# Tag Archives: Truncated

## Kaplan-Meier and Nelson-Aalen Estimators

When the empirical data is incomplete (truncated or censored), raw empirical estimators will not produce good results.  In this scenario, there are two techniques available to determine the distribution function based on the data.  The Kaplan-Meier product limit estimator can be used to generate a survival distribution function.  The Nelson-Aalen estimator can be used to generate a cumulative hazard rate function.  The Kaplan-Meier estimator is given by:

$S_n(t) = \displaystyle \prod_{i=1}^{j-1} \left(1-\frac{s_i}{r_i}\right), \quad y_{j-1} \le t < y_j$

where $r_i$ is the risk set at time $y_i$ and $s_i$ is the number of observations from the random event whose distribution you are trying to estimate.  For example, if the random event you are interested in is death, then $r_1$ could be the number of life insurance policy holders immediately prior to the first death, and $s_i$ would be the number of observed deaths at the time of the first death (you can have simultaneous deaths).  The key to dealing with problems that use this estimator is to understand how $r_i$ changes with respect to censoring or truncation.  If a person withdraws from the life insurance policy, this decreases $r_i$ but this is not a death, so it does not contribute to $s_i$.  If new members join at time $y_i$, they are not part of the risk set until time $y_{i+1}$.

If the data is censored past a certain point, you can assume an exponential distribution for the censored portion.  Suppose observations past $c$ are censored.  If you know the value of $S_n(c)$ you can solve for $\theta$ using $S_n(c) = e^{-c/\theta}$.

The Nelson-Aalen cumulative hazard rate estimator is given by:

$\tilde H(t) = \displaystyle \sum_{i-1}^{j-1} \frac{s_i}{r_i}, \quad y_{j-1} \le t < y_j$

You can use this to get a survival function:

$\tilde S(t) = e^{-\tilde H(t)}$

## Expected Values for Insurance

Before I begin, please note: I hated this chapter.  If there are any errors please let me know asap!

A deductible $d$ is an amount that is subtracted from an insurance claim.  If you have a $500 deductible on your car insurance, your insurance company will only pay damages incurred beyond$500.  We are interested in the following random variables: $(X - d)_+$ and $(X\wedge d)$.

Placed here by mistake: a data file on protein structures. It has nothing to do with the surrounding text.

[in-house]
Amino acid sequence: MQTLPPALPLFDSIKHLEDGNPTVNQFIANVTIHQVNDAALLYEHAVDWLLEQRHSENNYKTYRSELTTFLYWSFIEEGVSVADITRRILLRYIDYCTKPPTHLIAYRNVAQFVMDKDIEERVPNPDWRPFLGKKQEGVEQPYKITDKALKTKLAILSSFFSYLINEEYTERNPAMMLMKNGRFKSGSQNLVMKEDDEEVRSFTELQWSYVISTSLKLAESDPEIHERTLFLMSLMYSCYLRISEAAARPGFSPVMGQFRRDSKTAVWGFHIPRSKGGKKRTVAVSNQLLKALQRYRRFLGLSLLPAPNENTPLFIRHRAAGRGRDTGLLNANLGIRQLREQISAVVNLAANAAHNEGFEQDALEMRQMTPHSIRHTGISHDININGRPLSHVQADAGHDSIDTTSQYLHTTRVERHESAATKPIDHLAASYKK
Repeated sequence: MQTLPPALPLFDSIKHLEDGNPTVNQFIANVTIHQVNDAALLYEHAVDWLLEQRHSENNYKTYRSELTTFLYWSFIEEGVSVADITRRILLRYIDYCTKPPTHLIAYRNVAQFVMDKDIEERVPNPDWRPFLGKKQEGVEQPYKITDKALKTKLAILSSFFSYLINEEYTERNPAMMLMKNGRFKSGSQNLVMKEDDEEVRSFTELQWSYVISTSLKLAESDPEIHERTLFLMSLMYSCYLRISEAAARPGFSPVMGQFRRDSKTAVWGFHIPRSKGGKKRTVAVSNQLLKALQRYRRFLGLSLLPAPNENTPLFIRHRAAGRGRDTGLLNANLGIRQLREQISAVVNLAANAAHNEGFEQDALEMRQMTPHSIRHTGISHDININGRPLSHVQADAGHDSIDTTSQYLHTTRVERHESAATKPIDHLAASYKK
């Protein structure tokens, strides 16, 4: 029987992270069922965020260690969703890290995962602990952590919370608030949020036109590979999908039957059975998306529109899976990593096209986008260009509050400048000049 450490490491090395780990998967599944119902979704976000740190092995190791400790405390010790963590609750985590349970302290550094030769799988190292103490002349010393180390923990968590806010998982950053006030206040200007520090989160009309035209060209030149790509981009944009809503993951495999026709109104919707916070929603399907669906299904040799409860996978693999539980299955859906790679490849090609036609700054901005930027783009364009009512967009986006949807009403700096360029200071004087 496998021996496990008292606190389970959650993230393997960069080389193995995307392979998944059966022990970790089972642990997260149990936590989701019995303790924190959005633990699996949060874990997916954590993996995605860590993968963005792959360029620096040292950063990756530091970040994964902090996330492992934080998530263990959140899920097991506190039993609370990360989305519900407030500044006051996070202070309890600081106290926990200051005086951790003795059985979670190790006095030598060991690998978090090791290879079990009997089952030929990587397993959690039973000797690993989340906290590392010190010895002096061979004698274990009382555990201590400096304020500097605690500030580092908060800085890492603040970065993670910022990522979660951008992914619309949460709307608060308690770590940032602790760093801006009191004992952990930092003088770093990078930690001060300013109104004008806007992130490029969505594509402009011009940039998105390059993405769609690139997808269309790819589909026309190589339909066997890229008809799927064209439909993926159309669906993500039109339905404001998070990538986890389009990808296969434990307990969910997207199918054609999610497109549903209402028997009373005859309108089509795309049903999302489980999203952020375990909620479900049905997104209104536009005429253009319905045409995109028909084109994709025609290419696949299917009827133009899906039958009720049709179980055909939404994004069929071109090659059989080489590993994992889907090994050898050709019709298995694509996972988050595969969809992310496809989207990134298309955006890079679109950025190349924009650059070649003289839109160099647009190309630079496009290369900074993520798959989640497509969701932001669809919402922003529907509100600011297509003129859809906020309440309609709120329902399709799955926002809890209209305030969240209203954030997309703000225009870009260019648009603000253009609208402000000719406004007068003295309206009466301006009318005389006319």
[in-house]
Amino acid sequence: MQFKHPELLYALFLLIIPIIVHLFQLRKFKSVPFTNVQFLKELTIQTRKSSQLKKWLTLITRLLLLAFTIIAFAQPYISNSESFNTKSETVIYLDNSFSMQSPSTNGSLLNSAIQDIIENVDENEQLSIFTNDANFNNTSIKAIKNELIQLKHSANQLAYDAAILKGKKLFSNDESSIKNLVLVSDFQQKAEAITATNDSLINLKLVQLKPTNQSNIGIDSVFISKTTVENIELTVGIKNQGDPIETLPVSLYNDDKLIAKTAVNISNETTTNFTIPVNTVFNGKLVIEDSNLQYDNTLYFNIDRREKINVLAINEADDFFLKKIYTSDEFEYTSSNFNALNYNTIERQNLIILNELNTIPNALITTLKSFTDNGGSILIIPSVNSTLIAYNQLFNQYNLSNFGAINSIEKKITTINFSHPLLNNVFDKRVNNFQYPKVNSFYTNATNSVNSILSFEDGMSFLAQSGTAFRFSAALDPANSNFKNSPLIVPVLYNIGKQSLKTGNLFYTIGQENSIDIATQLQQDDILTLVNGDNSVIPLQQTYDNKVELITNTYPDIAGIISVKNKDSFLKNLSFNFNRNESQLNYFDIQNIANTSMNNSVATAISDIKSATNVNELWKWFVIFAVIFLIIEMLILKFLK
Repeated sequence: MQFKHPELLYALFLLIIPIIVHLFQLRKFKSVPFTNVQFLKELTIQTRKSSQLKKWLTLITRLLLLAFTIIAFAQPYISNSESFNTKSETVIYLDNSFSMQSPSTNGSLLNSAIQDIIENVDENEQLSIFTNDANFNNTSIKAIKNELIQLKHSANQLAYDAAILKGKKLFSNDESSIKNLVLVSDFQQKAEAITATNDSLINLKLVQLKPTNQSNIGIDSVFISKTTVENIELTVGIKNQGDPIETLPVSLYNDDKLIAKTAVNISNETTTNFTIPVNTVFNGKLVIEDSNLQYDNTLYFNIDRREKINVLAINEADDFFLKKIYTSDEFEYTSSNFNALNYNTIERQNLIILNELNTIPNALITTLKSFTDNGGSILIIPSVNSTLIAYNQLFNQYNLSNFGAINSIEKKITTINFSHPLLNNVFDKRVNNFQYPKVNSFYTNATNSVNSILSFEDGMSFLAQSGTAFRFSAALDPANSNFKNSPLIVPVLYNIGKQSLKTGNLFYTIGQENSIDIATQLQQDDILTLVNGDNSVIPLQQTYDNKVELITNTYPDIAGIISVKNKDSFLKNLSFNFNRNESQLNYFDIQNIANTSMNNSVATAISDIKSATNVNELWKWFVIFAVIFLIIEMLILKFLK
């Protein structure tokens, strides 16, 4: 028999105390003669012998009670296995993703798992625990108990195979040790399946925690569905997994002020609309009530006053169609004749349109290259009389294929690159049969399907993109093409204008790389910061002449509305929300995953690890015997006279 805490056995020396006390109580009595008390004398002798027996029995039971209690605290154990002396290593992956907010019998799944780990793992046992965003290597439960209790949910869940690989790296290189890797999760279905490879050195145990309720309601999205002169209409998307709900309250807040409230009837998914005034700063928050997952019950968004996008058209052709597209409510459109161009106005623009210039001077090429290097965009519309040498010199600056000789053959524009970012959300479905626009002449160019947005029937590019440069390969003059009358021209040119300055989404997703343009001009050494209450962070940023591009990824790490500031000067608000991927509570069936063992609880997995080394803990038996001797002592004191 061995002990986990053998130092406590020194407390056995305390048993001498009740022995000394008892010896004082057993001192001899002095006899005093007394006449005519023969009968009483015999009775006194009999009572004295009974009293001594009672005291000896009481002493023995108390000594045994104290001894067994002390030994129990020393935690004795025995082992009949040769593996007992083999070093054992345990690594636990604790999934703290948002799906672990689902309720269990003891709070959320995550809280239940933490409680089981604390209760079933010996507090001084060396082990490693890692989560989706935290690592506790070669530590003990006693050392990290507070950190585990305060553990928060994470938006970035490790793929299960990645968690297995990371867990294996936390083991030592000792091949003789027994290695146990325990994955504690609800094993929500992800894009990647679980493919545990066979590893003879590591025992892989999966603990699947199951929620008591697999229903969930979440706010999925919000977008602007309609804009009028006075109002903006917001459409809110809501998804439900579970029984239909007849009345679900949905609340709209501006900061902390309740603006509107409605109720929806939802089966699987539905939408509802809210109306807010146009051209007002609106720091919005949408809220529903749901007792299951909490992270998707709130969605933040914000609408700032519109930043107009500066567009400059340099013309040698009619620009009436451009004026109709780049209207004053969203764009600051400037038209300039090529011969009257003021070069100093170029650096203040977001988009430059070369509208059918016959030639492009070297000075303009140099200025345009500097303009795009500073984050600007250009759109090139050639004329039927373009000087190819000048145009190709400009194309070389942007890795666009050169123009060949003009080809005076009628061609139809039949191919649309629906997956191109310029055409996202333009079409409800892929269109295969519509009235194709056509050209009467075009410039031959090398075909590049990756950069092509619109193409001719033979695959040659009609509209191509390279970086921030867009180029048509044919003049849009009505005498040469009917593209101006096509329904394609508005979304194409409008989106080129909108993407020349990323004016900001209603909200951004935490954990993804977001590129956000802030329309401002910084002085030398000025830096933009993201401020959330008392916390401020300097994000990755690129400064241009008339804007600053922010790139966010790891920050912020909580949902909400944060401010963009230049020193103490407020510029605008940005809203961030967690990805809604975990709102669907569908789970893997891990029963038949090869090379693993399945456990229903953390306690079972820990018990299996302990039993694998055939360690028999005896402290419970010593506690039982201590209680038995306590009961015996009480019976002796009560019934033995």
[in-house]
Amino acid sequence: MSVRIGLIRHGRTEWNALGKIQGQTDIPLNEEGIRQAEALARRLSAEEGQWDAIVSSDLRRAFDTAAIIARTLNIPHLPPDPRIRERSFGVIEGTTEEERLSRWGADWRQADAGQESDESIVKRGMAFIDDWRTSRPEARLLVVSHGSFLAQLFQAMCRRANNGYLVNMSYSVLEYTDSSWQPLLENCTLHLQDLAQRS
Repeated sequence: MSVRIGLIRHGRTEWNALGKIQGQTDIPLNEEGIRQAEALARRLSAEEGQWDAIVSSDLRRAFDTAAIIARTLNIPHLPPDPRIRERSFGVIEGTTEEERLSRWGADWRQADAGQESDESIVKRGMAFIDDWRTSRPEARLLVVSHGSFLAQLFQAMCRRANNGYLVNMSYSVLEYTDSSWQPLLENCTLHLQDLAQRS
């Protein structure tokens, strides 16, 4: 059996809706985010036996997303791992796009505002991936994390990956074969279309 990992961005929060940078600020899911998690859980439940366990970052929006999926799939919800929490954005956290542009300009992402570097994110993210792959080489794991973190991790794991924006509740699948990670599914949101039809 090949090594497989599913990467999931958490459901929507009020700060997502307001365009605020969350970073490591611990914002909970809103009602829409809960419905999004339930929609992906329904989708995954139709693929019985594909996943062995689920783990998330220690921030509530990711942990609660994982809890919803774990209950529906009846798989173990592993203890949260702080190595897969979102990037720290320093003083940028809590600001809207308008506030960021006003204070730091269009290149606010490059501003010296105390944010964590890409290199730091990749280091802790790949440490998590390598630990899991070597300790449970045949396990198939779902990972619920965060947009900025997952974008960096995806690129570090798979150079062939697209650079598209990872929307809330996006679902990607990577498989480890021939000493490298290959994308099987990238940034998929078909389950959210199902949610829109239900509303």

Definitions:

1. Payment per Loss: $(X-d)_+ = \left\{ \begin{array}{ll} X-d &\mbox{ if } X>d \\ 0 &\mbox{ otherwise} \end{array} \right.$
2. Limited Payment per Loss:  $(X\wedge d) = \left\{ \begin{array}{ll} d &\mbox{ if } X>d \\ X &\mbox{ if } 0
Expected Values:
1. $\begin{array}{rll} E[(X-d)_+] &=& \displaystyle \int_{d}^{\infty}{(x-d)f(x)dx} \\ \\ &=& \displaystyle \int_{d}^{\infty}{S(x)dx} \end{array}$

2. $\begin{array}{rll} E[(X\wedge d)] &=& \displaystyle \int_{0}^{d}{xf(x)dx +dS(x)} \\ \\ &=& \displaystyle \int_{0}^{d}{S(x)dx} \end{array}$
We may also be interested in the payment per loss, given payment is incurred (payment per payment) $X-d|X>d$.
By definition:
$E[X-d|X>d] = \displaystyle \frac{E[(X-d)_+]}{P(X>d)}$
Since actuaries like to make things more complicated than they really are, we have special names for this expected value.  It is denoted by $e_X(d)$ and is called mean excess loss in P&C insurance and $\displaystyle {\mathop{e}\limits^{\circ}}_d$ is called mean residual life in life insurance.  Weishaus simplifies the notation by using the P&C notation without the random variable subscript.  I’ll use the same.
Memorize!
1. For an exponential distribution,
$e(d) = \theta$
2. For a Pareto distribution,
$e(d) = \displaystyle \frac{\theta +d}{\alpha - 1}$
3. For a single parameter Pareto distribution,
$e(d) = \displaystyle \frac{d}{\alpha - 1}$
Useful Relationships:
1. $\begin{array}{rll} E[X] &=& E[X\wedge d] + E[(X-d)_+] \\ &=& E[X\wedge d] + e(d)[1-F(d)] \end{array}$
Actuary Speak (important for problem comprehension):
1. The random variable $(X-d)_+$ is said to be shifted by $d$ and censored.
2. $e(d)$ is called mean excess loss or mean residual life.
3. The random variable $X\wedge d$ can be called limited expected value, payment per loss with claims limit, and amount not paid due to deductible.  $d$ can be called a claims limit or deductible depending on how it is used in the problem.
4. If data is given for $X$ with observed values and number of observations or probabilities, the data is called the empirical distribution.  Sometimes empirical distributions may be given for a problem, but you are still asked to assume an parametric distribution for $X$.